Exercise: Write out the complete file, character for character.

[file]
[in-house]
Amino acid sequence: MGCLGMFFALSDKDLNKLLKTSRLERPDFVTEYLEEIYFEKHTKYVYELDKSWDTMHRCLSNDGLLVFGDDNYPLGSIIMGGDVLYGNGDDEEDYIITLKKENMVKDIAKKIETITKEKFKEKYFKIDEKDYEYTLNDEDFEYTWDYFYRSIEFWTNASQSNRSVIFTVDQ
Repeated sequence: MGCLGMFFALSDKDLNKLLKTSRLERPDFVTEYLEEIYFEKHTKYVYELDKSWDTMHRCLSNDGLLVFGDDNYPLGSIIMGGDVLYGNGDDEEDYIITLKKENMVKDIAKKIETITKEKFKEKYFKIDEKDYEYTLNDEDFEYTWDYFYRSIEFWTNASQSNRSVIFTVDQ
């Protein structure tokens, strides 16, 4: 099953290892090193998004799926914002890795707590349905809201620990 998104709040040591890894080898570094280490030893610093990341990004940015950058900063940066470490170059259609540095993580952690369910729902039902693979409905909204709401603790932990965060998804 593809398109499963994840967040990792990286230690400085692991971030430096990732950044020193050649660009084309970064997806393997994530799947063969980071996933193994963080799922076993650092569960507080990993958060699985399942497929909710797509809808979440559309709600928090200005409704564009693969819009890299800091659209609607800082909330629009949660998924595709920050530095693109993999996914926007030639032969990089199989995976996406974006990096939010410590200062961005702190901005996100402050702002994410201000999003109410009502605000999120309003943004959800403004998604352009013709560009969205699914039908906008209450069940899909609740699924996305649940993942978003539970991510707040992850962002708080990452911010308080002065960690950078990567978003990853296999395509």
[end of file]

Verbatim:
[in-house]
Amino acid sequence: MGCLGMFFALSDKDLNKLLKTSRLERPDFVTEYLEEIYFEKHTKYVYELDKSWDTMHRCLSNDGLLVFGDDNYPLGSIIMGGDVLYGNGDDEEDYIITLKKENMVKDIAKKIETITKEKFKEKYFKIDEKDYEYTLNDEDFEYTWDYFYRSIEFWTNASQSNRSVIFTVDQ
Repeated sequence: MGCLGMFFALSDKDLNKLLKTSRLERPDFVTEYLEEIYFEKHTKYVYELDKSWDTMHRCLSNDGLLVFGDDNYPLGSIIMGGDVLYGNGDDEEDYIITLKKENMVKDIAKKIETITKEKFKEKYFKIDEKDYEYTLNDEDFEYTWDYFYRSIEFWTNASQSNRSVIFTVDQ
């Protein structure tokens, strides 16, 4: 099953290892090193998004799926914002890795707590349905809201620990 998104709040040591890894080898570094280490030893610093990341990004940015950058900063940066470490170059259609540095993580952690369910729902039902693979409905909204709401603790932990965060998804 593809398109499963994840967040990792990286230690400085692991971030430096990732950044020193050649660009084309970064997806393997994530799947063969980071996933193994963080799922076993650092569960507080990993958060699985399942497929909710797509809808979440559309709600928090200005409704564009693969819009890299800091659209609607800082909330629009949660998924595709920050530095693109993999996914926007030639032969990089199989995976996406974006990096939010410590200062961005702190901005996100402050702002994410201000999003109410009502605000999120309003943004959800403004998604352009013709560009969205699914039908906008209450069940899909609740699924996305649940993942978003539970991510707040992850962002708080990452911010308080002065960690950078990567978003990853296999395509």